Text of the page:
The growth of cartilage cells in vitro and the effect of intermittent compressive force. A histological evaluation.

Abstract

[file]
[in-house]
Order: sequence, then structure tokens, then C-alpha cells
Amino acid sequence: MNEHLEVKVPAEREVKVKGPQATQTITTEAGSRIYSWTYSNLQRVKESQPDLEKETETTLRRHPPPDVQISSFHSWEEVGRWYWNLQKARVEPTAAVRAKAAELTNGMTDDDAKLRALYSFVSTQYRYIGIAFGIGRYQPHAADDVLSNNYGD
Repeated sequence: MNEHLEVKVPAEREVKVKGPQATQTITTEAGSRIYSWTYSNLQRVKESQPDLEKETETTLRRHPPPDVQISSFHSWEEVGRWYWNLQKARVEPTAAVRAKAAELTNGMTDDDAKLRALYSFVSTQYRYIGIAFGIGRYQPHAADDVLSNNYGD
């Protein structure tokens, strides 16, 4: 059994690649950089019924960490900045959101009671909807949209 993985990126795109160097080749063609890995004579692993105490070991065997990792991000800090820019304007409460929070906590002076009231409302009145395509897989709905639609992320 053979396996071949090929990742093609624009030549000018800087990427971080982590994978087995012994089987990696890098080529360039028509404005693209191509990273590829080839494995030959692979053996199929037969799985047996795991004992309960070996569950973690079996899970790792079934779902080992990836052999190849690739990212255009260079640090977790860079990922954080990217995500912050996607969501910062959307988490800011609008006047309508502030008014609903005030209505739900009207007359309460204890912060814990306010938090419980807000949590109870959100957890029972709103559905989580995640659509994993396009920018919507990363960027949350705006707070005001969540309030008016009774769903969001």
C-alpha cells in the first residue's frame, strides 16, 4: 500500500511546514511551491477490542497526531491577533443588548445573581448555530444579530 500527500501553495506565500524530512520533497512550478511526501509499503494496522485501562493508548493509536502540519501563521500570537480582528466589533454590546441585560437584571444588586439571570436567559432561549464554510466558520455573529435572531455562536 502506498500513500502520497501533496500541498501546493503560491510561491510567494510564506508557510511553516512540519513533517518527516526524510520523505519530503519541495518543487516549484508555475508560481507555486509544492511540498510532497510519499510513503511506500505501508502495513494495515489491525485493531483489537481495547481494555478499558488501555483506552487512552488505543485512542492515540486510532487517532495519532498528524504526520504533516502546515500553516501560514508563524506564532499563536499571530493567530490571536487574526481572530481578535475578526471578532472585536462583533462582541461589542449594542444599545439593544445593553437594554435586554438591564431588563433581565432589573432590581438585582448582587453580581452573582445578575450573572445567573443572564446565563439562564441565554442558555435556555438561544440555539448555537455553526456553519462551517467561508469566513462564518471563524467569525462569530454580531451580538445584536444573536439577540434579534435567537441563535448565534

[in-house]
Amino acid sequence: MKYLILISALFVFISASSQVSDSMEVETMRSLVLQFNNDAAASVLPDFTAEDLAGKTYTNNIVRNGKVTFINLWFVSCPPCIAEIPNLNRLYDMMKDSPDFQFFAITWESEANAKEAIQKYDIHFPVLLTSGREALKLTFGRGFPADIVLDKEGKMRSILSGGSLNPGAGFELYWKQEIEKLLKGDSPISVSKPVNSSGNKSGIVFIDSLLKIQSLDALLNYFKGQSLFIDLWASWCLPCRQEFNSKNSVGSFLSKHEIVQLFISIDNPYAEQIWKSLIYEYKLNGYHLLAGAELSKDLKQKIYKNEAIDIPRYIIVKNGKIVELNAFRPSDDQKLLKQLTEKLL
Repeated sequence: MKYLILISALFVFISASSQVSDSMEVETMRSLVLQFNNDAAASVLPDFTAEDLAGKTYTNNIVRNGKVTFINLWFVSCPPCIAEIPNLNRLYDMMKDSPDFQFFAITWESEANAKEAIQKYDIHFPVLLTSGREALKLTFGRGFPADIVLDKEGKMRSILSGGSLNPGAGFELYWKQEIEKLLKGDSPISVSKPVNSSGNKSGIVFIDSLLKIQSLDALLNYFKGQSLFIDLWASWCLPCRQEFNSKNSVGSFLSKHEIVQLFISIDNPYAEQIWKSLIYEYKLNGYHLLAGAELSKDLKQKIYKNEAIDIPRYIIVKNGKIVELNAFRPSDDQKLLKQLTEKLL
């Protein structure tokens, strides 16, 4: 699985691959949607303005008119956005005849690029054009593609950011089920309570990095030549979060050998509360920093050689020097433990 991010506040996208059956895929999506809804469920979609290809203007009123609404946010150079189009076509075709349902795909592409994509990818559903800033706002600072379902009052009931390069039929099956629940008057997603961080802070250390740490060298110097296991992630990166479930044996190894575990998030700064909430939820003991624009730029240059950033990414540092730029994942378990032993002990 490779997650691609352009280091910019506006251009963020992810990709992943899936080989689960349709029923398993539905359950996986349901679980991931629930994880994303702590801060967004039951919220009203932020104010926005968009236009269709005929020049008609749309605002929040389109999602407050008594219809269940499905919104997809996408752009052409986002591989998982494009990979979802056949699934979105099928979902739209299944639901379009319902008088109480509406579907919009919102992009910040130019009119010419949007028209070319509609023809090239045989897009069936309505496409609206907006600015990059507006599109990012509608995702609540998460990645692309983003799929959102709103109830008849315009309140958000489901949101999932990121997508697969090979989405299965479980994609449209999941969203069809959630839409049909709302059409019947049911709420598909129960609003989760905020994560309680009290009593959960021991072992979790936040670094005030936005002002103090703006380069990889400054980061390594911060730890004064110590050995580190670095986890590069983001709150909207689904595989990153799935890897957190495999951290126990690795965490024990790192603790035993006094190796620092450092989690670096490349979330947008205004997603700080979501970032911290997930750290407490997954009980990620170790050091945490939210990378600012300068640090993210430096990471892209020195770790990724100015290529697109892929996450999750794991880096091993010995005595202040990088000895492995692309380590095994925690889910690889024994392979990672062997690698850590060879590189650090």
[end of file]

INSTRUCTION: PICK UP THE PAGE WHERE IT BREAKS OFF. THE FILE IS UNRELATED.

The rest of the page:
Chick epiphyseal chondrocytes are isolated from 15 day old embryos and subsequently grown as small high density cultures (aggregates consisting of 2 X 10(5) cells), which can be handled individually. Histological evaluation showed a considerable increase in the dimensions of the nucleus and the cells 2-6 hours after initiating the growth of the chondrocytes by adding 10% serum to the culture medium. After 24 hours of culture the proportion of the matrix in the aggregate was increased from 0% to about 45%. In a series of experiments these aggregates were exposed to intermittent compressive force (ICF) with a peak value of 130 mbar above ambient and a frequency of 0.3 Hz. The nuclear and cell-dimensions of ICF-exposed chondrocytes were significantly larger than under control conditions when measured after 24 and 48 hours. Concomitantly, chondrocytes in ICF-exposed aggregates synthesized and deposited significantly more matrix in the aggregates as compared to controls. This model can be used to further study the direct effect of mechanical force on the synthesis and deposition of matrix components by cartilage cells in vitro.

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